The Death of Bees by Lisa O’Donnell
- Method of Obtaining: I received my copy from the publisher.
- Published by: Harper
- Release Date: 1/2/2013
Today is Christmas Eve. Today is my birthday. Today I am fifteen. Today I buried my parents in the backyard. Neither of them were beloved.
Marnie and her little sister Nelly are on their own now. Only they know what happened to their parents, Izzy and Gene, and they aren’t telling. While life in Glasgow’s Hazlehurst housing estate isn’t grand, they do have each other. Besides, it’s only one year until Marnie will be considered an adult and can legally take care of them both.
As the new year comes and goes, Lennie, the old man next door, realizes that his young neighbors are alone and need his help. Or does he need theirs? But he’s not the only one who suspects something isn’t right. Soon, the sisters’ friends, their other neighbors, the authorities, and even Gene’s nosy drug dealer begin to ask questions. As one lie leads to another, dark secrets about the girls’ family surface, creating complications that threaten to tear them apart.
Written with fierce sympathy and beautiful precision, told in alternating voices, The Death of Bees is an enchanting, grimly comic tale of three lost souls who, unable to answer for themselves, can answer only for each other.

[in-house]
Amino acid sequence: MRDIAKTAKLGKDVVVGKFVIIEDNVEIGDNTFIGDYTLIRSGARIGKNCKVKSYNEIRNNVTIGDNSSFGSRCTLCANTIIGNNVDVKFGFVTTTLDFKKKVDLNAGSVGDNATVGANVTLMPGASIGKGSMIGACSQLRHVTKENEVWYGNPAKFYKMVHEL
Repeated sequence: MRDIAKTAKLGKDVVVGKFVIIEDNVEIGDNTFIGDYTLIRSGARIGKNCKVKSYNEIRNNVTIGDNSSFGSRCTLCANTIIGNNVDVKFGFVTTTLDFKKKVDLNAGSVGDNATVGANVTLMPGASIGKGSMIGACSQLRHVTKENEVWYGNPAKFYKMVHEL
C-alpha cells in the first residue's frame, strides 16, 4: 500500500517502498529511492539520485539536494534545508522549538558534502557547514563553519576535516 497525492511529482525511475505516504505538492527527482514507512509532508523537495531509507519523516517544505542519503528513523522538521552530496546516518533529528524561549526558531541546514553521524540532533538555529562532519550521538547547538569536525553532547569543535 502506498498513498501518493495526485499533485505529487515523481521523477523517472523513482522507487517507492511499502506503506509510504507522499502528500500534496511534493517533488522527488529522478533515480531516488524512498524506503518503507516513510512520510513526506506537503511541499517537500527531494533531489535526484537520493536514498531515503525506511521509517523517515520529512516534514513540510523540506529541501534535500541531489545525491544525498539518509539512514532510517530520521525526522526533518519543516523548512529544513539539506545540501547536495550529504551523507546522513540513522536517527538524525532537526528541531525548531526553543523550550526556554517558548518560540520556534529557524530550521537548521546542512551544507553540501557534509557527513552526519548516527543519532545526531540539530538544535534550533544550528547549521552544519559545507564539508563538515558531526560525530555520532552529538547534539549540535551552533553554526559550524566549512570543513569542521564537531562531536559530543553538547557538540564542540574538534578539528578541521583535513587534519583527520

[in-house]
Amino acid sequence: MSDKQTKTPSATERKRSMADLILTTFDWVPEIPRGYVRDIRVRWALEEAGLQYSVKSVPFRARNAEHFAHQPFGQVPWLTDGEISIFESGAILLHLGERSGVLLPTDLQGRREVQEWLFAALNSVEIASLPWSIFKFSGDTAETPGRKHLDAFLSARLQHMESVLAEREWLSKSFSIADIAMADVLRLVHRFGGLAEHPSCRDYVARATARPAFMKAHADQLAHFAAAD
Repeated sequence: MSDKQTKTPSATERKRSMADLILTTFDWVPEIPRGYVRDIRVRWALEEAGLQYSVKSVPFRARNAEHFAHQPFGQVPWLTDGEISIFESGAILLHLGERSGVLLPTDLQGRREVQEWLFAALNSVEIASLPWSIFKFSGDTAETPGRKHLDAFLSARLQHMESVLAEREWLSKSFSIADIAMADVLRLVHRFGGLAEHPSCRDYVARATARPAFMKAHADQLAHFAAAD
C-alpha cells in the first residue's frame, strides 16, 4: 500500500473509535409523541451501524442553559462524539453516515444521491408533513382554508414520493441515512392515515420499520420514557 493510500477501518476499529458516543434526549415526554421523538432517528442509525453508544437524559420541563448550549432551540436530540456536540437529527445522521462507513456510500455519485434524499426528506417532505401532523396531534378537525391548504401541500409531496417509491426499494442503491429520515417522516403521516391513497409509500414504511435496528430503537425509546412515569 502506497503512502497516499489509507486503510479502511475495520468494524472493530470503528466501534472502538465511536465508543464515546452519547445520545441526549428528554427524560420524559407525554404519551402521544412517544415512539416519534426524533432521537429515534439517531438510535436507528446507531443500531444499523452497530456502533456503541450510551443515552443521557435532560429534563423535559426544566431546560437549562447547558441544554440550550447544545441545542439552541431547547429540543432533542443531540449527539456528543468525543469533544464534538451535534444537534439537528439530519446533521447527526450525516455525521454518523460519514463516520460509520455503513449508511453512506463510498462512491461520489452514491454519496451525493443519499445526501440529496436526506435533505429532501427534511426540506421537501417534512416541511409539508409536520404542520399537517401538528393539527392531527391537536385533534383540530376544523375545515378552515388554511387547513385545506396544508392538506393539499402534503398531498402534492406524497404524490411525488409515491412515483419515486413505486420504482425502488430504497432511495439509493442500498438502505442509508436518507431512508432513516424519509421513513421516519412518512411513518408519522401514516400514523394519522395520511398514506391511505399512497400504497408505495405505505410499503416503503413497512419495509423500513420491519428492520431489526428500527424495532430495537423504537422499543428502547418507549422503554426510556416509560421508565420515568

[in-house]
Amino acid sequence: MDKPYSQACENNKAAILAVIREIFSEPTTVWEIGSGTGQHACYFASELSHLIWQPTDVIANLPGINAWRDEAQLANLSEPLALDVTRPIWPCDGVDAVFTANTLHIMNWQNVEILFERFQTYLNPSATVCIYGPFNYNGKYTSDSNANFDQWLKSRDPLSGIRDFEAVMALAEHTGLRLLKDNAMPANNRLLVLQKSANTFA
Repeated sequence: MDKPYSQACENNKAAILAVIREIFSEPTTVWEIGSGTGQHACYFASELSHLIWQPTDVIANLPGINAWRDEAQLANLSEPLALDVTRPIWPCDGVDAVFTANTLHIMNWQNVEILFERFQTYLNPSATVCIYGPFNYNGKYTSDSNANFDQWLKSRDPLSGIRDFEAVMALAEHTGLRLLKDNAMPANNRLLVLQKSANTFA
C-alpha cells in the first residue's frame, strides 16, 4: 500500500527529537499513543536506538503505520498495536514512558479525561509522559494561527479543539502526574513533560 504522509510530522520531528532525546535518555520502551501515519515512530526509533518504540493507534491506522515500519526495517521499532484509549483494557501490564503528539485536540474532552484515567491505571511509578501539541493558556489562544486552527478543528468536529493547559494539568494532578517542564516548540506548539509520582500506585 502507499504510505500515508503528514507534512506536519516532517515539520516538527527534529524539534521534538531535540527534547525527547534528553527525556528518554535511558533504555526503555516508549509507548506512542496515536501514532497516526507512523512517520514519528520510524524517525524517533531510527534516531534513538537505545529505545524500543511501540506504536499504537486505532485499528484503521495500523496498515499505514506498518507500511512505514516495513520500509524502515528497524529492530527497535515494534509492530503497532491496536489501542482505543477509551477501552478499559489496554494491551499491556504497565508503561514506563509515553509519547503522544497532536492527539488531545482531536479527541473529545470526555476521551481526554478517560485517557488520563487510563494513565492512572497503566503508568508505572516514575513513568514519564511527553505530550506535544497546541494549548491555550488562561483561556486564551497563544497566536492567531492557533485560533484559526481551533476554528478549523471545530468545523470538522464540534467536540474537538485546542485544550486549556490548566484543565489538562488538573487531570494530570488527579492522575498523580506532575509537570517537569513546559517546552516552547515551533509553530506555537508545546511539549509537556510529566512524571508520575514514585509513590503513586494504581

- I enjoyed The Secret Life of Bees and this book was compared to it in the summary.
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I was surprised at how quickly The Death of Bees by Lisa O’Donnell grabbed my attention. I mean, well, I guess a story that begins with two young girls burying their parents in the backyard will do that to you. But where do you go from there?
The Death of Bees is told from several different perspectives: an older sister, Marnie, who is quite jaded for being as young as she is; a younger sister, Nelly, who sees the world from a completely different perspective; and Lennie, the old man next door who has been labeled a sex offender.
But don’t worry – the book doesn’t take you in that direction. Instead, it introduces something entirely different.
What this book does is take a good hard look at the social system here. It’s telling that young girls, upon the death of the parents, would so fear being split up that they would go through immense horror to avoid that particular horror. The Death of Bees examines how we view child abuse, neglect, sexual predators, and rebellious children. Although the story is rather too neatly wrapped in a bow and handed over on a platter, it does provide an interesting springboard to start conversations about these hard topics. Lisa O’Donnell does an admirable job of bringing them to light, and although I wish she’d left things a bit more open-ended (as you cannot solve all of these issues in a mere 300ish pages) I understand why she finished the book the way she did.
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